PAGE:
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Working on a NodeJS project

NodeJS projects are different from other types of projects in that the app itself runs a webserver. Which means it needs a port to listen on. And it also means it needs to be kept alive. If your application crashes for whatever reason, we need to ensure it restarts successfully. For that we use PM2.


You have full access to PM2 when logging into the server as your project user. You can check logs, restart your project, etc. But you do so at your own risk. Your project starts, stops and is reloaded via PM2 when managed through the platform.

For example, when you switch NodeJS versions we will execute the pm2 stop and pm2 kill commands for your project, switch NodeJS versions, and then run pm2 resurrect.

To ensure your application exits, starts and reloads gracefully, you can implement this in your code: Documentation

PM2 in turn manages your project using NPM. It uses the npm start command. It will not use npm stop to stop the process however, it simply kills it (see graceful reload documentation above).

Your project should have, in its package.json at the root of the project, a "start" key with the command to start your project.

For example:

  "scripts": {
    "start": "node docroot/server.js"

This way we do not have to enforce a specific naming convention, or location, on your "main" application file.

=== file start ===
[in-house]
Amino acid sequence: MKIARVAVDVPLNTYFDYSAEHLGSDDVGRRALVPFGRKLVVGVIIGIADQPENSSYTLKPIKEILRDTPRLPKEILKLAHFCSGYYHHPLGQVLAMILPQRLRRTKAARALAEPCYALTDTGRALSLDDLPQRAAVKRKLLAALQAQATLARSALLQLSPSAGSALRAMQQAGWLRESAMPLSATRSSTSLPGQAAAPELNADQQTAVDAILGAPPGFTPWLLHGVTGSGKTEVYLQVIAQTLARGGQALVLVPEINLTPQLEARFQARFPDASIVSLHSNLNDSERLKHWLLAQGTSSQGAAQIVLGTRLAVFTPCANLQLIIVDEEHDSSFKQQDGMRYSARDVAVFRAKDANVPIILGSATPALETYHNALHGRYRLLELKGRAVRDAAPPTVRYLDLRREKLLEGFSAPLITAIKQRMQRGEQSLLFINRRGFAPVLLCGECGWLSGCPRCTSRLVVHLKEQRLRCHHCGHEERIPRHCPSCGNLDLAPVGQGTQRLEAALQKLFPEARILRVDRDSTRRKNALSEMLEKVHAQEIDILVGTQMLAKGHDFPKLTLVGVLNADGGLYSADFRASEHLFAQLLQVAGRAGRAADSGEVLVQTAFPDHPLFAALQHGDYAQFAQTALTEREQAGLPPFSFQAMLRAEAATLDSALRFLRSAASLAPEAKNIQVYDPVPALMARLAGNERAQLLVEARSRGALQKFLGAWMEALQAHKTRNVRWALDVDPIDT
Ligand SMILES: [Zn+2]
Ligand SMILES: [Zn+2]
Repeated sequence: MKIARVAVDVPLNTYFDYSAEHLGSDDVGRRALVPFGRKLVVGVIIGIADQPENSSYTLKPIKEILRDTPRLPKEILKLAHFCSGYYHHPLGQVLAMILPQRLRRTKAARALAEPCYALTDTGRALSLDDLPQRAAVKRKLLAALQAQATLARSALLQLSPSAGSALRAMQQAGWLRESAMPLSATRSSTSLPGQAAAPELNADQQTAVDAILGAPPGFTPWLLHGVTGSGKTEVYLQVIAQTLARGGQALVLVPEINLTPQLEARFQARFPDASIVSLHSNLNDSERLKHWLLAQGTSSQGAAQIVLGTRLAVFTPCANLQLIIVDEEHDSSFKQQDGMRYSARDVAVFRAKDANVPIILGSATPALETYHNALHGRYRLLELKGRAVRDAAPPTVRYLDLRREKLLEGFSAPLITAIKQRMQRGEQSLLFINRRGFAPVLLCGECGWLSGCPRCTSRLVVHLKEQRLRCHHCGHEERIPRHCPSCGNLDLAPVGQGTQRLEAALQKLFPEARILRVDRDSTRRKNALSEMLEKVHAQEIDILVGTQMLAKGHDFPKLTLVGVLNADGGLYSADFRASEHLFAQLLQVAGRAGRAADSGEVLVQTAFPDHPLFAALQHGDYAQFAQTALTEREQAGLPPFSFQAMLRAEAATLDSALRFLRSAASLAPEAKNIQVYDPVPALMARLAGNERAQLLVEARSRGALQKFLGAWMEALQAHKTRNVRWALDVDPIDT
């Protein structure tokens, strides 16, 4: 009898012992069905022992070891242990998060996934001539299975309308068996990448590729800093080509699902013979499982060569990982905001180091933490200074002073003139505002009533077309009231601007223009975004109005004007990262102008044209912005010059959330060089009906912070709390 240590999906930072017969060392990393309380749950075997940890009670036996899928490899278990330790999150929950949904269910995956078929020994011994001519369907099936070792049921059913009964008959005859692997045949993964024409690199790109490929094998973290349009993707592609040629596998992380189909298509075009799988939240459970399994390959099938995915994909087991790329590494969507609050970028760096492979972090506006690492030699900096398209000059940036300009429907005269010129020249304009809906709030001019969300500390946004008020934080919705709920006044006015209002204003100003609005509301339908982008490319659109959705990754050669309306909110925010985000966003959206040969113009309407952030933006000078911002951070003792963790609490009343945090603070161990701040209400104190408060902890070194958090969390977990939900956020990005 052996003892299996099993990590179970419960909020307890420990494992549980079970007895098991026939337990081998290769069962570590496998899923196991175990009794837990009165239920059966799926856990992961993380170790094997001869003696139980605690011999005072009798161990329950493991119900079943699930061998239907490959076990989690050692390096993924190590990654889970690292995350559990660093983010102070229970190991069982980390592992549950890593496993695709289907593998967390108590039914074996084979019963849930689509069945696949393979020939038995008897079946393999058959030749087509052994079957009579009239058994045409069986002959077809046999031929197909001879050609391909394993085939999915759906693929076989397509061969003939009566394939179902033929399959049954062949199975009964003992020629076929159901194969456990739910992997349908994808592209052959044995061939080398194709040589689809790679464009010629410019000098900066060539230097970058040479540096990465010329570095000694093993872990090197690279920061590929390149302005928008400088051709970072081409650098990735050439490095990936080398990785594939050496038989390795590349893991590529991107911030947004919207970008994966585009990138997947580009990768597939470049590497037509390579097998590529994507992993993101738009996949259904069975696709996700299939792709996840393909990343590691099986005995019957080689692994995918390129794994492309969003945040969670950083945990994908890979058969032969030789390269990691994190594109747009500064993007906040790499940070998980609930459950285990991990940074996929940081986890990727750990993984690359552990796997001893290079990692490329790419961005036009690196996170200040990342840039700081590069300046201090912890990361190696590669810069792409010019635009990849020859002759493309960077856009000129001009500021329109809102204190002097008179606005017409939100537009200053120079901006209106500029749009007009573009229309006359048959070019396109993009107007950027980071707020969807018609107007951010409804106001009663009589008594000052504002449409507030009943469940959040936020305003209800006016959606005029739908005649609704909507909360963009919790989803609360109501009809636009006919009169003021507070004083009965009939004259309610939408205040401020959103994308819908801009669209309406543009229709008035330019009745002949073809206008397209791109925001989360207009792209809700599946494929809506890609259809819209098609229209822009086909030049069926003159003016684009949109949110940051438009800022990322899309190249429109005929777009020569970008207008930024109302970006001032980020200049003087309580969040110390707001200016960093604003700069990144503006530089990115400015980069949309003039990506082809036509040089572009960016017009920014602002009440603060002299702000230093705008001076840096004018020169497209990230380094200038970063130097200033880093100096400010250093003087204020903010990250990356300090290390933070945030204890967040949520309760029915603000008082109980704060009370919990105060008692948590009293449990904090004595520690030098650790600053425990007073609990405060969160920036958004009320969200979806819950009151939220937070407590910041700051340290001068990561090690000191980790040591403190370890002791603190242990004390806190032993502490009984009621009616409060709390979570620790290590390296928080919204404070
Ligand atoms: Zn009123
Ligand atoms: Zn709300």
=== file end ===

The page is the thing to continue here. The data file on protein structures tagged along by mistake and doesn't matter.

Your NodeJS application, when running on our infrastructure, must connect to a port.

There will be an environment variable available to your application which contains the port assigned to it.

This variable is named DXP_NODE_PORT

const http = require('http');

const server = http.createServer((req, res) => {
  res.statusCode = 200;
  const msg = 'Hello World!\n'

server.listen(process.env.DXP_NODE_PORT, () => {
  console.log(`Server is running`);

Environment variables

In case you require the port to be exposed as a different environment variable, you can set it up so your application starts using a script and in that script you export the correct environment variables.


  "scripts": {
    "start": "./"

node docroot/server.js

The preferred method is simply creating a .env file and placing any environment variables therein, but some frameworks read that file too late, and it can't be used for any variables that are needed during server setup. In that case, the above can offer a solution.

Send us your question

Do you still have unanswered questions or do you want to make some adjustments to your project? Don't hesitate to ask us your question at or at +3293950290.